Internal rate of return and return on investment are two common metrics used to show how an investment has performed over time. Although similar, these two metrics describe investment performance in very different terms. Your broker can help you sort out metrics like these for the stocks you own -- but if you don't have a broker yet, be sure to check out our Broker Center, where we can help you get started.
Let's start simple
Return on investment is the easier of the two methods. It describes the percentage gain or loss from an investment over any period of time. If you bought an investment for $50 and today it is worth $75, your return on investment is 50%. That is:
Investors should be careful to understand and incorporate any costs associated with an investment in their calculation. For example, taxes, fees, and carrying costs can all subtract from the value of the investment when sold. In those cases, those expenses must be subtracted from the "current value" in the equation above before completing the math.
Return on investment works for any time period. It is simply a reflection of the change from one point in time to another. That can be problematic when evaluating an investment over a long period of time. For example, a 100% ROI seems strong without knowing that it took 100 years to achieve that return.
Enter internal rate of return
The internal rate of return solves this problem by calculating the percentage return on an annualized basis regardless of the actual investment period. Hold an investment for one year, three years, or 100 years, it doesn't matter. Internal rate of return will tell you the annualized percentage returns of that investment over any period of time.
For an investment that lasts exactly one year, the internal rate of return is the same as the return on investment. From the example above, our stock must grow 50% per year to grow from $50 to $75 over a one year period. That's pretty simple.
The hard part comes in when calculating the returns on an annualized basis, over multiple years, and still incorporating taxes, fees, dividend payments, and other cash expenses or gains.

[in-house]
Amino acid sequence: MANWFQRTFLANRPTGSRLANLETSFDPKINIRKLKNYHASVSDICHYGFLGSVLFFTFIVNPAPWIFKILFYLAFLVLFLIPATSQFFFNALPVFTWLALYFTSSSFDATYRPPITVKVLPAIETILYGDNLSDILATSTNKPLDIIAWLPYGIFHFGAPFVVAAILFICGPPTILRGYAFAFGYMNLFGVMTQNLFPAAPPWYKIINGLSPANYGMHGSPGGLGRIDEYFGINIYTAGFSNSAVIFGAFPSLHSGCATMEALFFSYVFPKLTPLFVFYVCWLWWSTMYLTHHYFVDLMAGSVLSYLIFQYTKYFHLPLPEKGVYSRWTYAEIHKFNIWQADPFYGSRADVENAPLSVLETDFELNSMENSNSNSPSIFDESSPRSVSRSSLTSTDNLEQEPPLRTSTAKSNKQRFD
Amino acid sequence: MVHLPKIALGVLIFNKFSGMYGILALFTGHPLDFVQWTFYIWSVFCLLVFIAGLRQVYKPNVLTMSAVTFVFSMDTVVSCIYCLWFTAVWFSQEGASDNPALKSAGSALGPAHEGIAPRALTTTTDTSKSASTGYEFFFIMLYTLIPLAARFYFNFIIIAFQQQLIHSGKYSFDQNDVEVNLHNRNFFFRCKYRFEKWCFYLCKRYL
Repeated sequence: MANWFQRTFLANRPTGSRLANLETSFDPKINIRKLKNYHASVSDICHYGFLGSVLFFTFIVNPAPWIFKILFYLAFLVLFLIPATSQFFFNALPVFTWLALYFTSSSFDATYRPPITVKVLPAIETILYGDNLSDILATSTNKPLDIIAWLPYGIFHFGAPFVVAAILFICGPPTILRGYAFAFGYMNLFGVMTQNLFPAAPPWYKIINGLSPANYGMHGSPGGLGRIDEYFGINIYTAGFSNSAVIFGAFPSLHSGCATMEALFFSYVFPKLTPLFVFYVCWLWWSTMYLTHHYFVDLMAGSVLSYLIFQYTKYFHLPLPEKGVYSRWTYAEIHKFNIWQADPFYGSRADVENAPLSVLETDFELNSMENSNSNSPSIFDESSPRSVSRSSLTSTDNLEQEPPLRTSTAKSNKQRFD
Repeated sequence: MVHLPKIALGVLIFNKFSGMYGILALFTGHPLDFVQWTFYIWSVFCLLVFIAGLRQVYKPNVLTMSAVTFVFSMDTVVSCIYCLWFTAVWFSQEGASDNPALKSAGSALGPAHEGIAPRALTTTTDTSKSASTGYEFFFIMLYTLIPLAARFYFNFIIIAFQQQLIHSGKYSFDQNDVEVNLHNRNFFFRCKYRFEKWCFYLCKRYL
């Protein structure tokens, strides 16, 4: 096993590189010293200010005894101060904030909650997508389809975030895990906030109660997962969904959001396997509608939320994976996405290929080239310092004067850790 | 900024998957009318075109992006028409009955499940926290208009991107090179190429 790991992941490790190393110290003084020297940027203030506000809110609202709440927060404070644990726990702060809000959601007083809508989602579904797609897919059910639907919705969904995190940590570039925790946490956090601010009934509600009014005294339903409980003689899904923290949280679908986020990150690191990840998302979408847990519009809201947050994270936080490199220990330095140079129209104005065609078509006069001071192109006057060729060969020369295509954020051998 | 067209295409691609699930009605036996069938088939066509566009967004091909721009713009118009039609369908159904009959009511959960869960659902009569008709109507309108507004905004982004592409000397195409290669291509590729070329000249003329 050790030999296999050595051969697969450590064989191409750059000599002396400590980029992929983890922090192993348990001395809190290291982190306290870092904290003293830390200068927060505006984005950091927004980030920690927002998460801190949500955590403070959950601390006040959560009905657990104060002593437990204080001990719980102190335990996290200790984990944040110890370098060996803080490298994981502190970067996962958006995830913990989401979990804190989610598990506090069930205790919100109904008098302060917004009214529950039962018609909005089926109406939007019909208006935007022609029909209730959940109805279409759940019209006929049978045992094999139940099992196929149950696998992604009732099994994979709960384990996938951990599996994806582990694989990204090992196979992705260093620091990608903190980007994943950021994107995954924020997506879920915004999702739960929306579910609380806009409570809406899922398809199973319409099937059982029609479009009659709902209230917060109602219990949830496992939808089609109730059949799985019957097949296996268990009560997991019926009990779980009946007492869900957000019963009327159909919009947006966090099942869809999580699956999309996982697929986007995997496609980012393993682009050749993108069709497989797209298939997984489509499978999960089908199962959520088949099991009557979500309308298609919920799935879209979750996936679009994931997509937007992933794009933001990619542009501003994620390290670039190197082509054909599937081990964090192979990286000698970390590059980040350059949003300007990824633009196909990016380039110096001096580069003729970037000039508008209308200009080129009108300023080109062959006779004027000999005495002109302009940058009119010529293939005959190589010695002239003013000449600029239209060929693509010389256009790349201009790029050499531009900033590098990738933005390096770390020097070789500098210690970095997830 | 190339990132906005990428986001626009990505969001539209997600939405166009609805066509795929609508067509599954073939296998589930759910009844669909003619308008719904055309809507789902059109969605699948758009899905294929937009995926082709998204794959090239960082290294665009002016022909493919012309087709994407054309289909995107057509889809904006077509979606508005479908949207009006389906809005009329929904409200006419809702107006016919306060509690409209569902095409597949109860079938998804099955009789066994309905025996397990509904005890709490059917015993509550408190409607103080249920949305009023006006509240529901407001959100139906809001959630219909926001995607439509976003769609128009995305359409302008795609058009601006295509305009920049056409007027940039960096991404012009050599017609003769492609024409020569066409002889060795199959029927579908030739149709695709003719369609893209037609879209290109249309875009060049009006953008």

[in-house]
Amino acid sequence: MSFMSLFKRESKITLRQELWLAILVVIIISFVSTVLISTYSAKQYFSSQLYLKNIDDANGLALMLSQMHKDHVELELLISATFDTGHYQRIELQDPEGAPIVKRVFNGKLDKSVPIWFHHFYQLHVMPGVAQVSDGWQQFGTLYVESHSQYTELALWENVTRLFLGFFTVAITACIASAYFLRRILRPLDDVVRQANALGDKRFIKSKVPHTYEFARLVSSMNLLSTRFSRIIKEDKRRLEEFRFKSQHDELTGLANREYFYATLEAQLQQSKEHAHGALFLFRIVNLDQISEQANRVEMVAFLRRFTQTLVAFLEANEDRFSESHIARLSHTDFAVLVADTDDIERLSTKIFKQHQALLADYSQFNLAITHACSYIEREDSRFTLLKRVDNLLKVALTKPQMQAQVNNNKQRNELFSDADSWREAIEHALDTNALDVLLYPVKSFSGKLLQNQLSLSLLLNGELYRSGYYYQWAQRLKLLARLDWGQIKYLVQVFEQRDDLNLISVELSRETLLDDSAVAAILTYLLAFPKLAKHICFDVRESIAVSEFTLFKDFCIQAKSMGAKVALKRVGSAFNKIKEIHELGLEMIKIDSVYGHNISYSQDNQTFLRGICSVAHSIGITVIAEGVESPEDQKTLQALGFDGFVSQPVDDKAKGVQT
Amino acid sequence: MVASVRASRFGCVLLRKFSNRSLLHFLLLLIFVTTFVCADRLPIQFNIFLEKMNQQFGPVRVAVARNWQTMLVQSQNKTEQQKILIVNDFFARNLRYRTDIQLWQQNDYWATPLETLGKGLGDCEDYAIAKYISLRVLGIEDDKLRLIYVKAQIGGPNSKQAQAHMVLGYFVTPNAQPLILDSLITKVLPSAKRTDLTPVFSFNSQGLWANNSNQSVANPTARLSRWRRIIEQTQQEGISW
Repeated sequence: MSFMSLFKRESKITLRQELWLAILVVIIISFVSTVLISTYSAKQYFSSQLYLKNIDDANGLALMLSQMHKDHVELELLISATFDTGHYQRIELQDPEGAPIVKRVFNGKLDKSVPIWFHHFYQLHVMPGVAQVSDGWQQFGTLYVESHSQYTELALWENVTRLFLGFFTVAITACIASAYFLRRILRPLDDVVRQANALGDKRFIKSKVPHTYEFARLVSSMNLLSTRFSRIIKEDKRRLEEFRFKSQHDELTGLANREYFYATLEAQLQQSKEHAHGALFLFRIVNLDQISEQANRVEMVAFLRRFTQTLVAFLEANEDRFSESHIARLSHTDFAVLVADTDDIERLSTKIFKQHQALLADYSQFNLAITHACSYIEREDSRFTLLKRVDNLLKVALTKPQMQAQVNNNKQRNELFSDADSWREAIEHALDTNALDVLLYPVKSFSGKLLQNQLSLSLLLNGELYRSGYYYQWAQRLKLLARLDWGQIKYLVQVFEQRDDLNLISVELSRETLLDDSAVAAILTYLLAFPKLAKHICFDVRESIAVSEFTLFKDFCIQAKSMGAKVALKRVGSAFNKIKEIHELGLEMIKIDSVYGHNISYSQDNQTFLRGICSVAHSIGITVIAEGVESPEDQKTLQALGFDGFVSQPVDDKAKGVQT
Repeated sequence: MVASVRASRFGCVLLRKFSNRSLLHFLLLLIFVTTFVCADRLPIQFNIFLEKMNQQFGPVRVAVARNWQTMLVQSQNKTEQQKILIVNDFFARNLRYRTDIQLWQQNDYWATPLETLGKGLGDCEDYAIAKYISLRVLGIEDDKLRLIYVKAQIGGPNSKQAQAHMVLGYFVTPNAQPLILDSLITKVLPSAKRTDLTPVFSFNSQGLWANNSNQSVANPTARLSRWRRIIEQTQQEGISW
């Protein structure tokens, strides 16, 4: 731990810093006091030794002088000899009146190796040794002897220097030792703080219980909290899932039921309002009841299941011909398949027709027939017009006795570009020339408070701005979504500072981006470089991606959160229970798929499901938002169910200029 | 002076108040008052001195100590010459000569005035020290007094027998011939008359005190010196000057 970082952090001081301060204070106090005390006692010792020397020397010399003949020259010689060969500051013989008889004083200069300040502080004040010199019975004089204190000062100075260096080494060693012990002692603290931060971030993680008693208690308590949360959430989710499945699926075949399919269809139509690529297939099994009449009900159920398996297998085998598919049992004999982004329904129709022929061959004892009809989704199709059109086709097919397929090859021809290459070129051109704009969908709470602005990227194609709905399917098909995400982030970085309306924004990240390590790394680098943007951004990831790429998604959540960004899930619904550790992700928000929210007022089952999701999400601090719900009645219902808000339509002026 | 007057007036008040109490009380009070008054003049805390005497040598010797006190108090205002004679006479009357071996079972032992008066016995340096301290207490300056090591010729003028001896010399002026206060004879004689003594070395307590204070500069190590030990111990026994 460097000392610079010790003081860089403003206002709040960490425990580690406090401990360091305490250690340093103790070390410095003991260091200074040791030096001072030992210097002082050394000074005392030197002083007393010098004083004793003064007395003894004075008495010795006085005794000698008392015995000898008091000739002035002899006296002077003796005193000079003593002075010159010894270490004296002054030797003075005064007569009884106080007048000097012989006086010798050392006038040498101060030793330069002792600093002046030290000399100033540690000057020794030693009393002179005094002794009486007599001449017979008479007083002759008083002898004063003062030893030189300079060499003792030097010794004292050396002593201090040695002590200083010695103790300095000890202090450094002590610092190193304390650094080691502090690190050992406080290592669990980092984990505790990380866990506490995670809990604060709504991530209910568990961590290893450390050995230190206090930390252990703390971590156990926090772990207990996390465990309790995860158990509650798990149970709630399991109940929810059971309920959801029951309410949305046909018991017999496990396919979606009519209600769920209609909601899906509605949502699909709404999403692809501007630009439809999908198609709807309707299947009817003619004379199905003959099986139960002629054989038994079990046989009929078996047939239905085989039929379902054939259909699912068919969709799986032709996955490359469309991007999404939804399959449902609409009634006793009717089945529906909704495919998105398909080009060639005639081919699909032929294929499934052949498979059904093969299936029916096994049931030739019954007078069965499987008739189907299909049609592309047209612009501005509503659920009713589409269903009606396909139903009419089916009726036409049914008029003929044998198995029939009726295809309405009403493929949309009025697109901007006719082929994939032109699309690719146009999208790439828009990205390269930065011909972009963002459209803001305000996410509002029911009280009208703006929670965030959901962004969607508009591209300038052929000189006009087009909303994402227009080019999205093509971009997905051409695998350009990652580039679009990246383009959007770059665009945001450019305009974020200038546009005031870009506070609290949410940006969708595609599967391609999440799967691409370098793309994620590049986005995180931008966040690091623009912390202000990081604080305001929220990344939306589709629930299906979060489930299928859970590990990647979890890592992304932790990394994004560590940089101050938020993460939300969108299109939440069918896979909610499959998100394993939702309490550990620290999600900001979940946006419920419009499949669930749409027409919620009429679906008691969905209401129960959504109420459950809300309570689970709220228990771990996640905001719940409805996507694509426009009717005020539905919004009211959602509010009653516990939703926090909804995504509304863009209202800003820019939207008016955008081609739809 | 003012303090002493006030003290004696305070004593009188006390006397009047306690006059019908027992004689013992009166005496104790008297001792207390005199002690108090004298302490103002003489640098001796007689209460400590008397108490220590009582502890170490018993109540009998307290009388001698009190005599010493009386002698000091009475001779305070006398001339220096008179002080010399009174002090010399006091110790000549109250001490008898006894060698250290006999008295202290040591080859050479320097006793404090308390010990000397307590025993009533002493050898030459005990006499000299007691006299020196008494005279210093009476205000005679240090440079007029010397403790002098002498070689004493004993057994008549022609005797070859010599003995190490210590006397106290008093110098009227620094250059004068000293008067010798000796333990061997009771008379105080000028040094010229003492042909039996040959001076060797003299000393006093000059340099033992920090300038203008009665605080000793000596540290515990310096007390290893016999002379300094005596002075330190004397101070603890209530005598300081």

The easiest way to do these more challenging calculations is with a spreadsheet. We'll use Excel to demonstrate an example.
The screenshot below shows the cash spent and cash returned for a four year stock investment. In year one, there is the cash outflow to purchase the stock and pay brokerage fees. In years two and three, the company pays a dividend of $5 per year. For simplicity, we'll assume those dividends are not reinvested. Finally, in year four, the stock is sold for $165, and we also subtract taxes and brokerage fees. We also assume that we were able to collect another $5 dividend check in year four, prior to selling.
Below each year, we've added together all the cash outflow and inflow. That step is critical, as those net cash flow figures will determine our internal rate of return.
The next step is to use the =IRR() formula in Excel to calculate our internal rate of return.
That formula returns 16.2%, which is our internal rate of return for this investment. Remember, the IRR is the annualized percentage return. The 16.2% represents the average annual return over the four years of this investment.
The ROI of this investment calculates to 57%, which includes the dividend gains and the costs of brokerage fees and taxes. This ROI represents the simple percentage gain over the entire four year period, not annualized as in the IRR calculation.
Used together, these two metrics tell a robust story
At the end of the day, each metric is useful in its own way. For monitoring your performance over the long term or against benchmarks like the S&P 500, the internal rate of return is more informative because it describes the performance in consistent, annual terms. However, for determining short term gains or understanding your cash-on-cash returns, the return on investment number gives you everything you need with a much simpler calculation.
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